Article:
“When I visit the more popular photography locations, I am always looking for ways to have my photos be unique,” Stackpoole says. “Sometimes this comes from original compositions. Other times it comes from an innovative approach to Lightroom editing the photo to reflect the creative vision that I have for the scene .”
Deciding on Weather and Time of Day
When in search of capturing dreamlike landscape images, the weather and time of day are critical to coming away with portfolio-worthy images. Photographers will find that each location has different shooting conditions. This will allow them to capture stunning landscape images.
“For a desert scene, you will want some clear skies as the light is really important in adding a soft, ethereal glow to the dunes and sand,” Stackpoole states. “For a moody, dramatic vibe, however, you might be better off with some flat light on an overcast day. Photographing in Icelandic’s highlands, I always hope for clouds to diffuse the sunlight and not make the landscapes too dark. The colors of Iceland pop in diffused light, so bluebird skies are not ideal in this environment.”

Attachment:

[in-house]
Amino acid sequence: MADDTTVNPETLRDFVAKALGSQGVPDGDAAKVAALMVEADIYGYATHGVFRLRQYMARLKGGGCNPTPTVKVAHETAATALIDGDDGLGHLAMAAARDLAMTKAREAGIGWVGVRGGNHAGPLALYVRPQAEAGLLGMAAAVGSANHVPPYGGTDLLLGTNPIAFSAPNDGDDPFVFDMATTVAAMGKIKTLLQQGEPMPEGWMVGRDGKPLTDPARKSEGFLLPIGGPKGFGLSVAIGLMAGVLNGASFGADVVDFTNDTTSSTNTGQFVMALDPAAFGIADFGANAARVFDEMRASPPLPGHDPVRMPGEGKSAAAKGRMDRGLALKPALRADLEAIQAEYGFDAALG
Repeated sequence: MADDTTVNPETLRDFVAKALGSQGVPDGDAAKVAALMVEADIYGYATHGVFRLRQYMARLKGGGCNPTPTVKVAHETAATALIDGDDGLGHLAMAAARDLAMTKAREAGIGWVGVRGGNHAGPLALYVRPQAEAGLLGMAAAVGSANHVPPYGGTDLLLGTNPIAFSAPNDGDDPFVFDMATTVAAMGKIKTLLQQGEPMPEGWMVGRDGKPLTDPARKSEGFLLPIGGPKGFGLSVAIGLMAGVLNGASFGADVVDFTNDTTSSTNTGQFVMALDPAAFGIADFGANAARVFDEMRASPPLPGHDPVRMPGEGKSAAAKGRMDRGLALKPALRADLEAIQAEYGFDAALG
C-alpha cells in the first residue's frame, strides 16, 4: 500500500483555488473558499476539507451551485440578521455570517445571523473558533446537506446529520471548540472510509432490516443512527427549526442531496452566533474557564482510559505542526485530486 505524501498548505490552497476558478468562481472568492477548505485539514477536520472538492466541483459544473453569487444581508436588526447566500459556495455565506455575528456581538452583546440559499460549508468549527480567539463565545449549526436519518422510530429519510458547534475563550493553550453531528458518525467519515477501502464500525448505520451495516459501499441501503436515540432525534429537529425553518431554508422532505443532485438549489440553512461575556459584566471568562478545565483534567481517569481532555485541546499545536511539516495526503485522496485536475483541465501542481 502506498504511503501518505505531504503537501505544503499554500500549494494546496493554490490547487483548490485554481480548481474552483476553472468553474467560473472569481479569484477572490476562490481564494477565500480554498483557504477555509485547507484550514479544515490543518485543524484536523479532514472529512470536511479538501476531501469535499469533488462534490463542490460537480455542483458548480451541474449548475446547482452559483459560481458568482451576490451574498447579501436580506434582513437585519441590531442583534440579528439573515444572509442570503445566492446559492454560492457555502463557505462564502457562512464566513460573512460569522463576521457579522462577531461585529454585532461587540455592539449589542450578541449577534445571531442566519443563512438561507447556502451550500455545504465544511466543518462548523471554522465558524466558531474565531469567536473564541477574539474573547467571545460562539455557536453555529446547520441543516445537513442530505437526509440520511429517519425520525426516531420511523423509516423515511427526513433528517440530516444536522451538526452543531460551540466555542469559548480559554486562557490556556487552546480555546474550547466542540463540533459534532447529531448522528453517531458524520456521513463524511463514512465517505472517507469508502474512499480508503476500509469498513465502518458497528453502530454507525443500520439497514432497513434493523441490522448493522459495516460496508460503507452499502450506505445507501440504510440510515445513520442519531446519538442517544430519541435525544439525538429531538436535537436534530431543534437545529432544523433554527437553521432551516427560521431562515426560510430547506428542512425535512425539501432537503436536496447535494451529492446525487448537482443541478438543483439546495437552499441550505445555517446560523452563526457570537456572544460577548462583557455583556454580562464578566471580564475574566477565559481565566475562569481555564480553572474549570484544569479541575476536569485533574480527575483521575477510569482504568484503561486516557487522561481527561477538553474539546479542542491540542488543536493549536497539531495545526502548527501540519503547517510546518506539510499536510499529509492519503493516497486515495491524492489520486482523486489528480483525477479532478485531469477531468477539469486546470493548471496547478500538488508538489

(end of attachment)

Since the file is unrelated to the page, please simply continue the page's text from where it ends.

Of course, Stackpoole emphasizes the importance of the golden hour.
“The minutes right after sunrise and just before sunset almost always lead to the best images,” Stackpoole says. It transforms the scene completely and gives it a dreamy soft feel. The landscape is illuminated by the golden light from the sun, which may be reflected through breaks in the orange and pink clouds. And if there is a storm clearing during this short window, you will be given some of the most dramatic and photogenic conditions possible”